Continuing with Gerald Nathan Hodgson’s Northwest family narrative, with thanks to Michael Howard Hodgson:
Grandfather Elias (originally William Elias) filed on a homestead somewhere in the Middle West without ever “proving up”, so when he came out here he filed again but to avoid any possible complication, he filed under the name Elias J. and went by that name from then on.
I don’t know the exact amount of education that Grandad had, but it was undoubtedly more than most people had in those days. From what Dad said of him, I gather he was neither a very practical or forceful person.
Back in the 1850’s and/or 1860’s’ when men were men and women wore hoop skirts and possibly bustles, „eddication‟ was well though of up to a point. The point was ‘the double rule of three’ (long division) and McGuffy’S Fifth Reader. Any fool knew that more ‘larnin’ than that was a waste of time and anyone who wanted more than that was considered a bit queer and something of a joke.
I can’t say, but it is my understanding that Elias did attend several different schools and finally graduated from Grinell College in Iowa (perhaps, only one year). After Elias had, been away to school for a while he came home for a short vacation, Christmas perhaps. After he had been home for a short while, his rheumatic “old Grandad struggled up out of his chair and, leaning on his cane, he says, “‘Lias, there is something out at the barn I want to show you..” Elias said, “All right,” and the old boy went his tottering way out to the barn with Elias following. When they entered the barn door, it was rather dark in there, but Grandad focused, his dim eyes upon the wall, pointing his cane, he says, “‘Lias, what is that thing up there?” says, Elias looked and says. “Why, that’s a horseshoe, Grandad.” The old fellow cackled in great glee. “What a power of good a little larnin’ does. I wouldn’t have known it from a mare’s shoe!”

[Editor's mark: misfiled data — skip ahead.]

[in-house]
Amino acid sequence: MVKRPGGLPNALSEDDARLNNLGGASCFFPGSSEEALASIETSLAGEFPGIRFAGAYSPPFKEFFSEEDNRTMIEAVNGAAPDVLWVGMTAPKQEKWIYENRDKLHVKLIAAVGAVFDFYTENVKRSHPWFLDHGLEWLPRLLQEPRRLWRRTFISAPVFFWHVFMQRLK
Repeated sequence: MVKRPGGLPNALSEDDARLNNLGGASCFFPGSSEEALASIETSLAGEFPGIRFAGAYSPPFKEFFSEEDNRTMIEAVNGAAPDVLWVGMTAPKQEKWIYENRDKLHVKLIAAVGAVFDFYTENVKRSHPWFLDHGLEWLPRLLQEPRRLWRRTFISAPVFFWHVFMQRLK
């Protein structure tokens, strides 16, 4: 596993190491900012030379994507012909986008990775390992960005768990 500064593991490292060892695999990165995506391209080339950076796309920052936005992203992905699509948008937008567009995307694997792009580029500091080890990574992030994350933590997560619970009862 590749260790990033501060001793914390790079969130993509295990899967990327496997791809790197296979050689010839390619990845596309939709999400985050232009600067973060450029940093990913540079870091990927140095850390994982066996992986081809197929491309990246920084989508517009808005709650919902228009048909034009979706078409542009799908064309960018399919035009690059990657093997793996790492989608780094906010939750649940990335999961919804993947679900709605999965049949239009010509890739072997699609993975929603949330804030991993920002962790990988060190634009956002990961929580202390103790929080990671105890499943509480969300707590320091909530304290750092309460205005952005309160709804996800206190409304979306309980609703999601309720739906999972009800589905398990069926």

From what Dad told me, I don’t get the impression that Grandpa’s higher education ever served him to any very practical purpose; nevertheless, I imagine he got a lot of personal satisfaction from it.
When he was about twenty, he tried teaching a country school in Indiana. He was somewhat puny at the time and was thought by his relatives to be a probable victim of tuberculosis. In any event, he did not have the physical force to hold down the teaching job. A bunch of overgrown boys in their late teens or early twenties simply ran him out. To get the picture of what he had to contend with, read “The Hoosier Schoolmaster” by Edward Eggleston.
What after that, I am not sure. He went to Iowa where he met and married Sabina Bond — one of the ten daughters of Reverend Bond, a Quaker minister. She had six sisters and three half-sisters. Two of her sisters — Amanda and Hannah — married men named Jessup and later moved to California. Sabina’s mother (maiden name Kollens) I believe was either German born or of German extraction. Grandma Sabina had brown eyes, red hair, and a very volatile temperament, was very religious and had extremely Victorian attitudes as to dress, speech and morality. She would never roll her sleeves up, even to wash the dishes!
One of her peculiarities that Dad used to rave about was that she was always entertaining the preacher and would never cook a hen unless it had got on the nest to lay! Also, she would never sell a dog because of the Bible quotation about “the price of a dog. . .”